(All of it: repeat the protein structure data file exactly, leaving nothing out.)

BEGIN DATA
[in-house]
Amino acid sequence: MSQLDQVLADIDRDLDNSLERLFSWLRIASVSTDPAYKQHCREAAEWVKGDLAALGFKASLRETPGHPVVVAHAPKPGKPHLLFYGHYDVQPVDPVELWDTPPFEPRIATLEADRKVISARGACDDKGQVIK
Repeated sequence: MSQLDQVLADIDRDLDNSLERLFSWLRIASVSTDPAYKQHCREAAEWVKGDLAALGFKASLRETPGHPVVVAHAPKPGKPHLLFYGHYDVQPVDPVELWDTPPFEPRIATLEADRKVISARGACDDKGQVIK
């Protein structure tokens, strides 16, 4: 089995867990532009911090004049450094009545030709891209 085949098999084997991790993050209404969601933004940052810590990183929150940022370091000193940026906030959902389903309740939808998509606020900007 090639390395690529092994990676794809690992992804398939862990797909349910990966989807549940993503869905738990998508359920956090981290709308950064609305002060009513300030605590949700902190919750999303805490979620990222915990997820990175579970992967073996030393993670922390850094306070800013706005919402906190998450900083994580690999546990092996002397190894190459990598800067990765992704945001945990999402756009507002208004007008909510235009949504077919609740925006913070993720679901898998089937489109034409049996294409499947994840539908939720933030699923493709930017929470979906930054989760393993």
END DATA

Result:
[in-house]
Amino acid sequence: MSQLDQVLADIDRDLDNSLERLFSWLRIASVSTDPAYKQHCREAAEWVKGDLAALGFKASLRETPGHPVVVAHAPKPGKPHLLFYGHYDVQPVDPVELWDTPPFEPRIATLEADRKVISARGACDDKGQVIK
Repeated sequence: MSQLDQVLADIDRDLDNSLERLFSWLRIASVSTDPAYKQHCREAAEWVKGDLAALGFKASLRETPGHPVVVAHAPKPGKPHLLFYGHYDVQPVDPVELWDTPPFEPRIATLEADRKVISARGACDDKGQVIK
């Protein structure tokens, strides 16, 4: 089995867990532009911090004049450094009545030709891209 085949098999084997991790993050209404969601933004940052810590990183929150940022370091000193940026906030959902389903309740939808998509606020900007 090639390395690529092994990676794809690992992804398939862990797909349910990966989807549940993503869905738990998508359920956090981290709308950064609305002060009513300030605590949700902190919750999303805490979620990222915990997820990175579970992967073996030393993670922390850094306070800013706005919402906190998450900083994580690999546990092996002397190894190459990598800067990765992704945001945990999402756009507002208004007008909510235009949504077919609740925006913070993720679901898998089937489109034409049996294409499947994840539908939720933030699923493709930017929470979906930054989760393993």